Mr. Arnell has been unquietly unmaking the concept of marketing services ever since he burst into view in the late 1980s with such out-of-the-box ideas as fashion ads that didn't feature the products, city-inspired in-store installations and architect-designed teapots. No longer a boy wonder, he is proving to be as irrepressible a force as ever, emerging as an outsourced product-innovation guru.
It's all of a piece. "Da Vinci, Jefferson, Michelangelo -- where would they be on an org chart?" Mr. Arnell, characteristically bluff, told me recently in his book-lined office overlooking Prince Street in Soho. "Ben Franklin founded the post office, invented electricity, even created a typeface. What's he?"
Intuition and insight
Underneath the immodesty, though, Mr. Arnell does showcase what marketing creativity can mean and should mean in an era when technology allows almost boundless creative opportunity. He reminds us, in his own words, that "the combination of intuition and insight is a really big idea!"
Mr. Arnell, with then-partner Ted Bickford, rose to prominence circa 1987 by helping designer Donna Karan create her second line, DKNY, based on the realization that the same woman could enjoy both caviar and pizza. He communicated the concept not just through the look and feel of the ads but in the design of the logo and the construction of the department-store boutiques -- effectively creating a synchronized brand experience years before integrated marketing became a rallying cry.
Over the years, the Arnell Group, now a part of Omnicom, similarly crossed boundaries for clients as varied as Banana Republic and Samsung.
Co-create entire businesses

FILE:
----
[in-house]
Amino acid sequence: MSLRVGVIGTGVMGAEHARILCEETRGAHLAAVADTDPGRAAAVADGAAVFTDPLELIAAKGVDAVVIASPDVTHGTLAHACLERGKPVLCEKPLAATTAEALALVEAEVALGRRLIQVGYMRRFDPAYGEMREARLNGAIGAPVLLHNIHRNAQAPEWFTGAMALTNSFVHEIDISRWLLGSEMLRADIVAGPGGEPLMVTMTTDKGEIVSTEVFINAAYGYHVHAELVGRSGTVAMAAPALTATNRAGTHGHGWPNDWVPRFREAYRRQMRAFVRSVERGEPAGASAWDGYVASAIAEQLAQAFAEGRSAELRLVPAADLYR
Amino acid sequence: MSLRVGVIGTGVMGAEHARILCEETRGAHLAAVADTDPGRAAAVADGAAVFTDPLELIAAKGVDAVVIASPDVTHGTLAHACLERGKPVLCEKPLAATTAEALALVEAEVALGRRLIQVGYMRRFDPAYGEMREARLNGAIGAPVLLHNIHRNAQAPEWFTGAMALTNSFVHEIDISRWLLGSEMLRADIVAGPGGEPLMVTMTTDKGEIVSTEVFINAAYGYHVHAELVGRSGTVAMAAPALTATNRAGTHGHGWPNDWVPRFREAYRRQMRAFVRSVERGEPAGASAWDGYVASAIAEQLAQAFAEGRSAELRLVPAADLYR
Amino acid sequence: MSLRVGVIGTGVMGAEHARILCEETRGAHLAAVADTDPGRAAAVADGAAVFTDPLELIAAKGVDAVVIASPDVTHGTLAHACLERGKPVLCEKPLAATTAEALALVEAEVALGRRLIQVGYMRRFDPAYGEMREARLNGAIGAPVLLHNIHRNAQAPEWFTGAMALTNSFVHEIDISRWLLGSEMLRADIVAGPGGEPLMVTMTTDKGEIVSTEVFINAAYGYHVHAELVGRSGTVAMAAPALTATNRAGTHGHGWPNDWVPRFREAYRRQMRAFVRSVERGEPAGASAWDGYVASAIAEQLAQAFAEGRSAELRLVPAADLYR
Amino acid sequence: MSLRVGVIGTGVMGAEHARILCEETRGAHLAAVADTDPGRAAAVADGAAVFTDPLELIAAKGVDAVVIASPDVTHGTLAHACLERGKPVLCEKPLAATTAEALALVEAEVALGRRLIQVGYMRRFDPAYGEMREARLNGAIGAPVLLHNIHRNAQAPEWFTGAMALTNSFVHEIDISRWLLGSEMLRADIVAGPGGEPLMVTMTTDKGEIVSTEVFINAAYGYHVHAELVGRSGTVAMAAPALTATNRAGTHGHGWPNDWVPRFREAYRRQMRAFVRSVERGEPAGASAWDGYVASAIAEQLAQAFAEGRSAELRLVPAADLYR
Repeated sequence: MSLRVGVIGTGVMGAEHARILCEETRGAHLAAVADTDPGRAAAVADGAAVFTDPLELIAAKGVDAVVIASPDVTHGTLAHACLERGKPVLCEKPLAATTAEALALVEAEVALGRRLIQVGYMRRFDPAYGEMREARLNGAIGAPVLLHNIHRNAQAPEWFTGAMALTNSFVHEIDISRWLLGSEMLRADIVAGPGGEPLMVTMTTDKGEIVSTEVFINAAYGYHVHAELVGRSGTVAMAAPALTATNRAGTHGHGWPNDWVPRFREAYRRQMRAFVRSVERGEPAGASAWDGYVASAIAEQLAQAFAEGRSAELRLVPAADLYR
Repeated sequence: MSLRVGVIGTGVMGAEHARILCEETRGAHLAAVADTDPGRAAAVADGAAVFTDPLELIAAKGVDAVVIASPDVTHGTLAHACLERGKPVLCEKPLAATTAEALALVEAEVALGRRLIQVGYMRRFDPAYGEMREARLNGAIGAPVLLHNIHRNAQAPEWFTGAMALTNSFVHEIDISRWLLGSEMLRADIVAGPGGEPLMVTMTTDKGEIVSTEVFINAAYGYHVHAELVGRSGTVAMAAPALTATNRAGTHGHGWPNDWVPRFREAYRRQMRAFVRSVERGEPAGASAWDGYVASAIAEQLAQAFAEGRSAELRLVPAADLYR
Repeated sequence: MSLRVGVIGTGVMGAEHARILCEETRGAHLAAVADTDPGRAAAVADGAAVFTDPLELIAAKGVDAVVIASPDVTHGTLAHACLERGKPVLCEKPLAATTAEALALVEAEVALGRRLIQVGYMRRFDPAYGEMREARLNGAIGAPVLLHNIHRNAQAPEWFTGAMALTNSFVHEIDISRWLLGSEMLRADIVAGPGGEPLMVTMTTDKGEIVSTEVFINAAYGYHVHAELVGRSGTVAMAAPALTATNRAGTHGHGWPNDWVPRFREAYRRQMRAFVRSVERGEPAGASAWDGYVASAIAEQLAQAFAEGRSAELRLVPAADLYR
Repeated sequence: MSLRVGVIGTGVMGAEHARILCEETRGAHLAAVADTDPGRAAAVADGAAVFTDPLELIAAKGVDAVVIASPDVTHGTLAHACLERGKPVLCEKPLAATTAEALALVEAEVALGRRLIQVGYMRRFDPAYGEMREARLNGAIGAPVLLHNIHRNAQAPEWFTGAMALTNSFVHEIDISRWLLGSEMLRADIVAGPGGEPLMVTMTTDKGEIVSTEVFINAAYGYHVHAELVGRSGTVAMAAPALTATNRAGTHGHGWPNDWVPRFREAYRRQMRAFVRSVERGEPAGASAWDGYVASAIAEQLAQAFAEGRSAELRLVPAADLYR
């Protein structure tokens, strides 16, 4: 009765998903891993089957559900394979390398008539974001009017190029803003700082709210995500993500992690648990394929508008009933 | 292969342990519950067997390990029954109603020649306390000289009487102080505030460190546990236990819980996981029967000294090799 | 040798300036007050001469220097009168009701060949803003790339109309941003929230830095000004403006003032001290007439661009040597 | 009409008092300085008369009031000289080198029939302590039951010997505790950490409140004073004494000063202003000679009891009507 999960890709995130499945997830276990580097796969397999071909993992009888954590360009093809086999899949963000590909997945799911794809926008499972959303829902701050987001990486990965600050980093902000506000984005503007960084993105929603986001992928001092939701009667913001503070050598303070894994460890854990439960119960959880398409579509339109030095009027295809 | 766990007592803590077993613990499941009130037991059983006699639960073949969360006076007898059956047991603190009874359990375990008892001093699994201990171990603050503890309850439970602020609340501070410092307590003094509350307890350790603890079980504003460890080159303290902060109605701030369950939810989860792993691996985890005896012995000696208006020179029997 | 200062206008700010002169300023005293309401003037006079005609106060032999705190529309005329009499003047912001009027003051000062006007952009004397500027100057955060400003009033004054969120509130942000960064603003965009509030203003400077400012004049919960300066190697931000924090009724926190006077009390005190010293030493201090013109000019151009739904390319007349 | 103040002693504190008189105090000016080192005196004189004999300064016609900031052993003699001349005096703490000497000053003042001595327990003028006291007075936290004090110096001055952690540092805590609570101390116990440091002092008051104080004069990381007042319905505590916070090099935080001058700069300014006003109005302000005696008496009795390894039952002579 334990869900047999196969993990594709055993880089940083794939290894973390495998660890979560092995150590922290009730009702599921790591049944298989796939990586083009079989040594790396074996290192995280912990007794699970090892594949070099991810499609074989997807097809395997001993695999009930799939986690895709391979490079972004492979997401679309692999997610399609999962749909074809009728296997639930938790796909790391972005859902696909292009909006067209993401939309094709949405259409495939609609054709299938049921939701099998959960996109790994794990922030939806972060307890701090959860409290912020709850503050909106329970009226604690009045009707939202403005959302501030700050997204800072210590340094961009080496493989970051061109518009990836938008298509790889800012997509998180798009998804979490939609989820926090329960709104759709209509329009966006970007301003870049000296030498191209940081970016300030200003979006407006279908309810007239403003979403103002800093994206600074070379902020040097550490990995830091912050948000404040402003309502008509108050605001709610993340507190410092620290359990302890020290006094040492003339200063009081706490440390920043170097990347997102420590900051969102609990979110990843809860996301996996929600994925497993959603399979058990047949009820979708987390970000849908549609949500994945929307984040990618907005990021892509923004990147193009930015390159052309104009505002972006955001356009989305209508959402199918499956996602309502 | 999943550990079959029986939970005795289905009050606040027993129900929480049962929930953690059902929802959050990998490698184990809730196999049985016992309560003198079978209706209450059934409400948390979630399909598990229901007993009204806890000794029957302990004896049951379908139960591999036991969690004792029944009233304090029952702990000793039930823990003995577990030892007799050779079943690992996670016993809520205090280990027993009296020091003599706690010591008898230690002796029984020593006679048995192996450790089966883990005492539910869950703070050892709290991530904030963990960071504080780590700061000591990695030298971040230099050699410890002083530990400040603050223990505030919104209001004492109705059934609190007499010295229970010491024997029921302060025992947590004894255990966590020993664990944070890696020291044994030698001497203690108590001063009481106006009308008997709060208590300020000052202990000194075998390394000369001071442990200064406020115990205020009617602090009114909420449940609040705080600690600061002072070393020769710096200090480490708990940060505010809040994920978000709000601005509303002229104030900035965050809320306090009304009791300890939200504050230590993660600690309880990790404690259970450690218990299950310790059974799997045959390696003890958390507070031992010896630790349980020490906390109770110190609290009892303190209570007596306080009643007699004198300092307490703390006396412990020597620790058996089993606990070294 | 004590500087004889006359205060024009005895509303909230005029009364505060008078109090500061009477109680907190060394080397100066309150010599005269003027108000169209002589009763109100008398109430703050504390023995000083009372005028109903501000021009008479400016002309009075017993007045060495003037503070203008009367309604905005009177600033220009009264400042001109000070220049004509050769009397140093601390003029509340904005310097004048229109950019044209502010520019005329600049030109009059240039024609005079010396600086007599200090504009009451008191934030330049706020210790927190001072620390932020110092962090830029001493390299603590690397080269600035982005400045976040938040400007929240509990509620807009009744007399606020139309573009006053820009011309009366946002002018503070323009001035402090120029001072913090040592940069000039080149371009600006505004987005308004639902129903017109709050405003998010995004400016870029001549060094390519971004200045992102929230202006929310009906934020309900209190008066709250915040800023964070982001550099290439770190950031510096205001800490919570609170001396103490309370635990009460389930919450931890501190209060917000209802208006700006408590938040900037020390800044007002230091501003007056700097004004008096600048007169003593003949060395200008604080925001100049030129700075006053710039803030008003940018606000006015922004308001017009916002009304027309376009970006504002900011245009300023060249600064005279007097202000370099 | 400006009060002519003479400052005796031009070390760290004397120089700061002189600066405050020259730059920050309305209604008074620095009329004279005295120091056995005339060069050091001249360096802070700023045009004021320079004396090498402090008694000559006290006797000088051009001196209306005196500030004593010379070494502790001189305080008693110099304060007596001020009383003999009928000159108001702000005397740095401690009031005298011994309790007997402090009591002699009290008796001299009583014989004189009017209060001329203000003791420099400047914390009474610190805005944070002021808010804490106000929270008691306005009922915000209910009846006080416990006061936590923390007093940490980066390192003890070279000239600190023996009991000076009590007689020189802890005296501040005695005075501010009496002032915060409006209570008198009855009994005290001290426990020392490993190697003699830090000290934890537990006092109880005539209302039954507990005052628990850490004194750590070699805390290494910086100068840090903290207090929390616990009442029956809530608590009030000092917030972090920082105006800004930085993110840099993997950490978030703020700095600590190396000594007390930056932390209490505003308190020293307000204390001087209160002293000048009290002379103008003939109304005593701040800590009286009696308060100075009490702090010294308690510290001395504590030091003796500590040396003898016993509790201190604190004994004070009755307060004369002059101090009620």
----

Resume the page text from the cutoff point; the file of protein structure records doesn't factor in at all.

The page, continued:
Mr. Arnell's foray into product innovation builds on that background, but with a twist: With a subsidiary called the Intellectual Capital Group, he's seeking to co-create entire businesses with major companies, sharing in the risks and the rewards. Earlier this year, with the privately held Mars and the extraordinarily public Mr. Ali, he created the G.O.A.T. Food & Beverage Company, leveraging the prizefighter's image and increasing concerns about obesity into a line of tasty but healthful snacks. G.O.A.T. stands for "Greatest of All Time."
The Arnell collaboration with Home Depot, announced last week, is called Orange Works. The Atlanta retailer told The Wall Street Journal it anticipates $250 million in sales from the enterprise during the first year.
Although he still does advertising, Mr. Arnell is crossing a new trend line and journeying into the land of open innovation. Companies that once tightly guarded R&D and product development within their four walls are realizing that the great ideas that undergird growth may have to come from elsewhere. To that end, they are incubating, allying and innovating in once-unheard-of ways.
Creating a legacy
What Peter Arnell has brought to the table is the ability to go from open innovation to marketing reality. "To build something with intellectual property," he says, "is a whole different game. It creates a different client relationship if you're creating a legacy for them that can live forever."
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Randall Rothenberg, an author and longtime journalist, is director of intellectual capital at Booz Allen Hamilton.
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